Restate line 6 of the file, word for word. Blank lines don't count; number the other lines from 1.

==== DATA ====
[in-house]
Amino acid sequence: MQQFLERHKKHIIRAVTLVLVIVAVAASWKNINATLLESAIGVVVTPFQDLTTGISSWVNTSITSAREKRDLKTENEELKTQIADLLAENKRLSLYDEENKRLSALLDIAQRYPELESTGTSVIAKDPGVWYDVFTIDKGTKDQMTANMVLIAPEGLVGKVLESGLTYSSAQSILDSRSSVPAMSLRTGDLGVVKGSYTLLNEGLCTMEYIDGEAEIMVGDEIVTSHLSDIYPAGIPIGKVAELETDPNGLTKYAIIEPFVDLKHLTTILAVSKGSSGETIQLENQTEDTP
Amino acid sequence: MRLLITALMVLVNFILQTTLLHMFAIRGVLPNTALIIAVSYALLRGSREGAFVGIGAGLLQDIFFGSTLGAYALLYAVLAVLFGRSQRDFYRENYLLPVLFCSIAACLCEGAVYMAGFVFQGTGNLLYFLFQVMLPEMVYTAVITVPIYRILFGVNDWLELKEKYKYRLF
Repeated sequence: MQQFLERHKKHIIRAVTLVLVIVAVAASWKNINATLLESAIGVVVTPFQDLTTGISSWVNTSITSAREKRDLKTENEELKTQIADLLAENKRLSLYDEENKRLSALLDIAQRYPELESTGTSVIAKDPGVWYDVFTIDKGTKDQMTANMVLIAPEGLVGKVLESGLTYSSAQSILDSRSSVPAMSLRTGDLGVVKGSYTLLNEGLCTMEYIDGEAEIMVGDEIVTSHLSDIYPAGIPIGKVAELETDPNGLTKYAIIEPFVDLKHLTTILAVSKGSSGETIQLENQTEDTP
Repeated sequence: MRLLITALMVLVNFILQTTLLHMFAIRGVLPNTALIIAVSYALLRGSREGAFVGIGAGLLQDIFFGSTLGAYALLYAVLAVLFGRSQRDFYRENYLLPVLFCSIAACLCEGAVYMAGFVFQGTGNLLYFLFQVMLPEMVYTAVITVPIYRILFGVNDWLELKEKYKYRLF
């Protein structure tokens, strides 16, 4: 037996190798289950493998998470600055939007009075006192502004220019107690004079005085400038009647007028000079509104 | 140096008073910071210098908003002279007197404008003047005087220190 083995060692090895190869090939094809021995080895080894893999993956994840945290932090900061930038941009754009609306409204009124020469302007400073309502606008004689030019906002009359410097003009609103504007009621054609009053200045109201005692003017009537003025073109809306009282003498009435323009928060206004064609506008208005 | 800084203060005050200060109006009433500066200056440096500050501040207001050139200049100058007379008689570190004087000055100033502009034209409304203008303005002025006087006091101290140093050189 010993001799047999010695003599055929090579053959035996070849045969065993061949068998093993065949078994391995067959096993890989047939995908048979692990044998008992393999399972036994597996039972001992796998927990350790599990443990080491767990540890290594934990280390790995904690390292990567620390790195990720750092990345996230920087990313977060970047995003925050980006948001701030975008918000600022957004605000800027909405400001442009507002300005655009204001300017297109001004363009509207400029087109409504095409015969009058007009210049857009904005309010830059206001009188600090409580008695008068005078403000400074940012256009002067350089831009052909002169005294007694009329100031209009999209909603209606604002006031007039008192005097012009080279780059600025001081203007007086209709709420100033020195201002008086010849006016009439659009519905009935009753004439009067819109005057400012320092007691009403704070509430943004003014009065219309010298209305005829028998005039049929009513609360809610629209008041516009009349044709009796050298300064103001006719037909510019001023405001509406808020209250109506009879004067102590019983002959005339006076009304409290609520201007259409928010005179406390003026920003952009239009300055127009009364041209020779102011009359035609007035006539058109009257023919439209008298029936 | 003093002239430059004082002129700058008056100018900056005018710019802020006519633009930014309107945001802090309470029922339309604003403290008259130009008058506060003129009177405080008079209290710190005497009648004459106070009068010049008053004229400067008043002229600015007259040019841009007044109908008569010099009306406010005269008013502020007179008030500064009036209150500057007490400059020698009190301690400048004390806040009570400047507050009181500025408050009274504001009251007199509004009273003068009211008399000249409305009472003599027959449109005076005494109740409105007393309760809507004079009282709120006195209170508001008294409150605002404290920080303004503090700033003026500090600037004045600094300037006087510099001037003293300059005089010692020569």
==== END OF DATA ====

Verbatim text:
């Protein structure tokens, strides 16, 4: 037996190798289950493998998470600055939007009075006192502004220019107690004079005085400038009647007028000079509104 | 140096008073910071210098908003002279007197404008003047005087220190 083995060692090895190869090939094809021995080895080894893999993956994840945290932090900061930038941009754009609306409204009124020469302007400073309502606008004689030019906002009359410097003009609103504007009621054609009053200045109201005692003017009537003025073109809306009282003498009435323009928060206004064609506008208005 | 800084203060005050200060109006009433500066200056440096500050501040207001050139200049100058007379008689570190004087000055100033502009034209409304203008303005002025006087006091101290140093050189 010993001799047999010695003599055929090579053959035996070849045969065993061949068998093993065949078994391995067959096993890989047939995908048979692990044998008992393999399972036994597996039972001992796998927990350790599990443990080491767990540890290594934990280390790995904690390292990567620390790195990720750092990345996230920087990313977060970047995003925050980006948001701030975008918000600022957004605000800027909405400001442009507002300005655009204001300017297109001004363009509207400029087109409504095409015969009058007009210049857009904005309010830059206001009188600090409580008695008068005078403000400074940012256009002067350089831009052909002169005294007694009329100031209009999209909603209606604002006031007039008192005097012009080279780059600025001081203007007086209709709420100033020195201002008086010849006016009439659009519905009935009753004439009067819109005057400012320092007691009403704070509430943004003014009065219309010298209305005829028998005039049929009513609360809610629209008041516009009349044709009796050298300064103001006719037909510019001023405001509406808020209250109506009879004067102590019983002959005339006076009304409290609520201007259409928010005179406390003026920003952009239009300055127009009364041209020779102011009359035609007035006539058109009257023919439209008298029936 | 003093002239430059004082002129700058008056100018900056005018710019802020006519633009930014309107945001802090309470029922339309604003403290008259130009008058506060003129009177405080008079209290710190005497009648004459106070009068010049008053004229400067008043002229600015007259040019841009007044109908008569010099009306406010005269008013502020007179008030500064009036209150500057007490400059020698009190301690400048004390806040009570400047507050009181500025408050009274504001009251007199509004009273003068009211008399000249409305009472003599027959449109005076005494109740409105007393309760809507004079009282709120006195209170508001008294409150605002404290920080303004503090700033003026500090600037004045600094300037006087510099001037003293300059005089010692020569």